The Mom Community supports young moms’ transition into stable, healthy living through housing, security, and personal growth. They are working to support the health of women and children, reduce child neglect and abandonment, advocate for better birth outcomes for black women, provide education and job opportunities that aid self-sufficiency, and surround women with community and friendship. By providing a home with a peaceful environment, supportive services and staff who care about and come alongside these young moms, women are given a chance to heal from past trauma and to grow into healthy, stable living.
“There’s so much work ahead of us,” she says, “and it will be good, hard, faith stretching and amazing. It would be impossible to do something like this on my own. I’m incredibly grateful for people who are encouraging, coaching, and praying us to this point.”
As Christy shares about what she’s learning and what God has taught her, she wants people to say, “How could I do something similar in my neighborhood–how could I do the next right thing?” The best way to learn how to love people is to live in proximity to them. Use whatever life circumstances you find yourselves in as an opportunity to love and serve others. Sit with people. Listen to them. There are people everywhere that need to be seen and loved. We all have so much more in common then we realize. We are all so similar.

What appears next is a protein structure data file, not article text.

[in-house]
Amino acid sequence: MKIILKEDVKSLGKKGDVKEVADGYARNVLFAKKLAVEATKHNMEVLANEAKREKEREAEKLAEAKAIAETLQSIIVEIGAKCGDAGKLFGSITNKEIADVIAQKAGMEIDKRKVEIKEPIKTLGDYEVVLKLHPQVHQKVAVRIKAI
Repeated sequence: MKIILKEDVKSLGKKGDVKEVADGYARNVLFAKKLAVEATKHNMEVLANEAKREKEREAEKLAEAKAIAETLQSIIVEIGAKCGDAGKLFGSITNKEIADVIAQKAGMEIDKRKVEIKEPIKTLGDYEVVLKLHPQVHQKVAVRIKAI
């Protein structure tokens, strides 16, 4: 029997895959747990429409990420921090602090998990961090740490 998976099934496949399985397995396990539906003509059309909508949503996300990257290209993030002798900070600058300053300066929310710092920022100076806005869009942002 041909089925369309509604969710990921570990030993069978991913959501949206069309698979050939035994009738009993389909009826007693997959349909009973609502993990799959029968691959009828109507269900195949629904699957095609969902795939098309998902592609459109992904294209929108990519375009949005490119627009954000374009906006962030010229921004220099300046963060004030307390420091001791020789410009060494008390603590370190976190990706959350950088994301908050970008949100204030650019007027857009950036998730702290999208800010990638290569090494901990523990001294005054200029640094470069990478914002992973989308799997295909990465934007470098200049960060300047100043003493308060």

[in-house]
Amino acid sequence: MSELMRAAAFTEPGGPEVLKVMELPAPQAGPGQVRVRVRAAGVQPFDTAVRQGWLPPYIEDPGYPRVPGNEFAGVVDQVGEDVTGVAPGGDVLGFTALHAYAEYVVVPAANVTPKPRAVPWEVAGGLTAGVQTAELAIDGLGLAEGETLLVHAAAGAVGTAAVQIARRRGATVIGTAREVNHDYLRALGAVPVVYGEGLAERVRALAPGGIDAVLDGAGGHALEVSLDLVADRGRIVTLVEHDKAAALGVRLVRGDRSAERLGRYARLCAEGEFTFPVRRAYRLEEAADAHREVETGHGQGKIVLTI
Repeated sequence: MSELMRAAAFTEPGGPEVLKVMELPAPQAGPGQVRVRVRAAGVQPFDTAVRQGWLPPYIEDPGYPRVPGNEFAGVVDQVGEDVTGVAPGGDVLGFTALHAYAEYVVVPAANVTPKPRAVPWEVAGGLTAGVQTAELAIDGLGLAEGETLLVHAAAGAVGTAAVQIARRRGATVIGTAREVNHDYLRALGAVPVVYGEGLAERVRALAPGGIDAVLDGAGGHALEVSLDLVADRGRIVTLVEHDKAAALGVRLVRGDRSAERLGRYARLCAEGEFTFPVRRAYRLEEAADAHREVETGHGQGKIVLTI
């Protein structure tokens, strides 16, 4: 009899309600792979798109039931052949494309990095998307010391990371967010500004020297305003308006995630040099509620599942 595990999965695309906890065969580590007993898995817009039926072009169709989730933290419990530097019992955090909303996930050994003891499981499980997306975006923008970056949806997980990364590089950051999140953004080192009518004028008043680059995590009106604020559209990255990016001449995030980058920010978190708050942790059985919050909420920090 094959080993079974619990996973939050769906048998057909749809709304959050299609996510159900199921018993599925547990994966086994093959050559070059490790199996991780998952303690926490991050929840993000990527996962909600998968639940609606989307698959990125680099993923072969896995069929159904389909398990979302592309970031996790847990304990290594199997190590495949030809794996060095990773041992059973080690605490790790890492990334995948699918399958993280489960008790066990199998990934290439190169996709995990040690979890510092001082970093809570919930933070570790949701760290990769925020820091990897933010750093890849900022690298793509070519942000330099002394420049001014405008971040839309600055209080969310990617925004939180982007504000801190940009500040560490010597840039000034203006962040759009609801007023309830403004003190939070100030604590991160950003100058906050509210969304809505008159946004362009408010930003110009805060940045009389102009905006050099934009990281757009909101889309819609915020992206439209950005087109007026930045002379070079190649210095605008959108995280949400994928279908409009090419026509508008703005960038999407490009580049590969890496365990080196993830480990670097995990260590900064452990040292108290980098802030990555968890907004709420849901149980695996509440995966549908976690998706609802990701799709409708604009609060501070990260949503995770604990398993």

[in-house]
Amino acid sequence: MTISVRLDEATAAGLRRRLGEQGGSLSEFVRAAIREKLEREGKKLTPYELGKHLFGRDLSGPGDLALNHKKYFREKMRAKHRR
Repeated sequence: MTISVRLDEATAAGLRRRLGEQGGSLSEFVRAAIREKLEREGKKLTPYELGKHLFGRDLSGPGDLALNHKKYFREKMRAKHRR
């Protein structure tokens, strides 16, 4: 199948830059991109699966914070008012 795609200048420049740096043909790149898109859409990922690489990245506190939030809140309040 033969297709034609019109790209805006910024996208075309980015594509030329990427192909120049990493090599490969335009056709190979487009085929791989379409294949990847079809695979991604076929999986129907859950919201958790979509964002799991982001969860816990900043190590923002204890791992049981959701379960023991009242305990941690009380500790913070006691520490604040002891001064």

A portion of each purchase made through Stoll Industries goes to support The Smucker Family, as well as other mission efforts around the world. If you would like to join us in giving back, please visit the Stoll Cares page.
Stoll Industries partners with mission organizations across the world to serve those who are underprivileged and disadvantaged. Stoll Cares is our response to Christ’s calling to “love your neighbor as yourself.” Stoll gives. Stoll loves. Stoll cares.